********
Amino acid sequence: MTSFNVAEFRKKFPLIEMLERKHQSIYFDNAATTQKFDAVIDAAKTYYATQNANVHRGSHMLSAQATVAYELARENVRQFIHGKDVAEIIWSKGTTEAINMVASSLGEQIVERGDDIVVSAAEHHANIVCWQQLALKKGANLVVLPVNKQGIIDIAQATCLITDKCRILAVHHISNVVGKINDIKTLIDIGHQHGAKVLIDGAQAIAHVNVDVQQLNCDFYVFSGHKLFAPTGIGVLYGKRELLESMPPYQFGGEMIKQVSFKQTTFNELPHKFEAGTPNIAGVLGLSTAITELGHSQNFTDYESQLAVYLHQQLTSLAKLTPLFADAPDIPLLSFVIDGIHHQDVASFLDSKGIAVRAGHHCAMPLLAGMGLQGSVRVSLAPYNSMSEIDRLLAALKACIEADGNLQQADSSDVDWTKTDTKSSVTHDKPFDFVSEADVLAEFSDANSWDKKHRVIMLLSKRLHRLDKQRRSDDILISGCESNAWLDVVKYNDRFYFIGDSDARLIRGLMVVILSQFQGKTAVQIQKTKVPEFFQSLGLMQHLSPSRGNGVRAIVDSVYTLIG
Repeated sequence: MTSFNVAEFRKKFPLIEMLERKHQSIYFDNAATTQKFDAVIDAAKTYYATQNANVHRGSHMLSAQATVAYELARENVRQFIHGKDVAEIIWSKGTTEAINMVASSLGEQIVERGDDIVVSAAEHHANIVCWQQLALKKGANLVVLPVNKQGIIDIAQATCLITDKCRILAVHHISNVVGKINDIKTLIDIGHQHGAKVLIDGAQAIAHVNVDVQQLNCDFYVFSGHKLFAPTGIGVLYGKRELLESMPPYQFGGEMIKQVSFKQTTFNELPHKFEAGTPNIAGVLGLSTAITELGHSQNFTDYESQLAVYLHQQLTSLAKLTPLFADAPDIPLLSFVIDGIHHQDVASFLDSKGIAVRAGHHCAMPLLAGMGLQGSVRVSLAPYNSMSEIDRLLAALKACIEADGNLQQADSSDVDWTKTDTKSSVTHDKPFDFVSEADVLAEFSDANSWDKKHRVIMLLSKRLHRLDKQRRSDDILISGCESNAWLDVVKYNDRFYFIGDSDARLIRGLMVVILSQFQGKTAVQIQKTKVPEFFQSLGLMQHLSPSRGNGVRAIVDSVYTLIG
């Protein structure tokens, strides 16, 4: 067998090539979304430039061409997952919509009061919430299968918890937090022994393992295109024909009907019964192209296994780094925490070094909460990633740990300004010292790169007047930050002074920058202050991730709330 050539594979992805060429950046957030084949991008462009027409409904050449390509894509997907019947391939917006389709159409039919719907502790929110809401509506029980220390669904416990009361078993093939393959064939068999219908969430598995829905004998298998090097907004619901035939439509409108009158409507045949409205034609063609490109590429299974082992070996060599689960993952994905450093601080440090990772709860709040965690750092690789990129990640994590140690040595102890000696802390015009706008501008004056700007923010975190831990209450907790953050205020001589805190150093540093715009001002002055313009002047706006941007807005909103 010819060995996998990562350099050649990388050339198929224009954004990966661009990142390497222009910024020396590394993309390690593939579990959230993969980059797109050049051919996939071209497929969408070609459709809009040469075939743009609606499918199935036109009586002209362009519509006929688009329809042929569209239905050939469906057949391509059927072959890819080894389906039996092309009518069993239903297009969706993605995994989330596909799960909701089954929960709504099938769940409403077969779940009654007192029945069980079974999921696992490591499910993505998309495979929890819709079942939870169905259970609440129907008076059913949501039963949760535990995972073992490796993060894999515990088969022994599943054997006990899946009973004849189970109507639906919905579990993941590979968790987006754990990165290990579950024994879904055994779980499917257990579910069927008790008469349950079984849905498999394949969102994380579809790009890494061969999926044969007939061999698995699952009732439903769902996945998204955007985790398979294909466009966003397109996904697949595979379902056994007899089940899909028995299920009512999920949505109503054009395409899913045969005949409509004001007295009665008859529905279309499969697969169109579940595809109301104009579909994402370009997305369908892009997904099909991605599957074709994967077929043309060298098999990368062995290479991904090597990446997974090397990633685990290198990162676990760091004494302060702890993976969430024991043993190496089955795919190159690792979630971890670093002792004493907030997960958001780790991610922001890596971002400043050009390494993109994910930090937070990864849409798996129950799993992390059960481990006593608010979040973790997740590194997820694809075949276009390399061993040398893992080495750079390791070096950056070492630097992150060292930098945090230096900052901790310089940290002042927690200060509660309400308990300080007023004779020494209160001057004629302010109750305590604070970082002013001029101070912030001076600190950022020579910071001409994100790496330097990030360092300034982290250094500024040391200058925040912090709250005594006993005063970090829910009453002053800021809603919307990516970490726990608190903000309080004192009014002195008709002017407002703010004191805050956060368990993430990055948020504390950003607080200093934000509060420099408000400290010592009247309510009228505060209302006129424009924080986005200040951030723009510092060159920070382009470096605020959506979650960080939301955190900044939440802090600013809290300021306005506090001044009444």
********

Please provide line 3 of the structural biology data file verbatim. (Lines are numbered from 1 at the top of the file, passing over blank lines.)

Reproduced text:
């Protein structure tokens, strides 16, 4: 067998090539979304430039061409997952919509009061919430299968918890937090022994393992295109024909009907019964192209296994780094925490070094909460990633740990300004010292790169007047930050002074920058202050991730709330 050539594979992805060429950046957030084949991008462009027409409904050449390509894509997907019947391939917006389709159409039919719907502790929110809401509506029980220390669904416990009361078993093939393959064939068999219908969430598995829905004998298998090097907004619901035939439509409108009158409507045949409205034609063609490109590429299974082992070996060599689960993952994905450093601080440090990772709860709040965690750092690789990129990640994590140690040595102890000696802390015009706008501008004056700007923010975190831990209450907790953050205020001589805190150093540093715009001002002055313009002047706006941007807005909103 010819060995996998990562350099050649990388050339198929224009954004990966661009990142390497222009910024020396590394993309390690593939579990959230993969980059797109050049051919996939071209497929969408070609459709809009040469075939743009609606499918199935036109009586002209362009519509006929688009329809042929569209239905050939469906057949391509059927072959890819080894389906039996092309009518069993239903297009969706993605995994989330596909799960909701089954929960709504099938769940409403077969779940009654007192029945069980079974999921696992490591499910993505998309495979929890819709079942939870169905259970609440129907008076059913949501039963949760535990995972073992490796993060894999515990088969022994599943054997006990899946009973004849189970109507639906919905579990993941590979968790987006754990990165290990579950024994879904055994779980499917257990579910069927008790008469349950079984849905498999394949969102994380579809790009890494061969999926044969007939061999698995699952009732439903769902996945998204955007985790398979294909466009966003397109996904697949595979379902056994007899089940899909028995299920009512999920949505109503054009395409899913045969005949409509004001007295009665008859529905279309499969697969169109579940595809109301104009579909994402370009997305369908892009997904099909991605599957074709994967077929043309060298098999990368062995290479991904090597990446997974090397990633685990290198990162676990760091004494302060702890993976969430024991043993190496089955795919190159690792979630971890670093002792004493907030997960958001780790991610922001890596971002400043050009390494993109994910930090937070990864849409798996129950799993992390059960481990006593608010979040973790997740590194997820694809075949276009390399061993040398893992080495750079390791070096950056070492630097992150060292930098945090230096900052901790310089940290002042927690200060509660309400308990300080007023004779020494209160001057004629302010109750305590604070970082002013001029101070912030001076600190950022020579910071001409994100790496330097990030360092300034982290250094500024040391200058925040912090709250005594006993005063970090829910009453002053800021809603919307990516970490726990608190903000309080004192009014002195008709002017407002703010004191805050956060368990993430990055948020504390950003607080200093934000509060420099408000400290010592009247309510009228505060209302006129424009924080986005200040951030723009510092060159920070382009470096605020959506979650960080939301955190900044939440802090600013809290300021306005506090001044009444």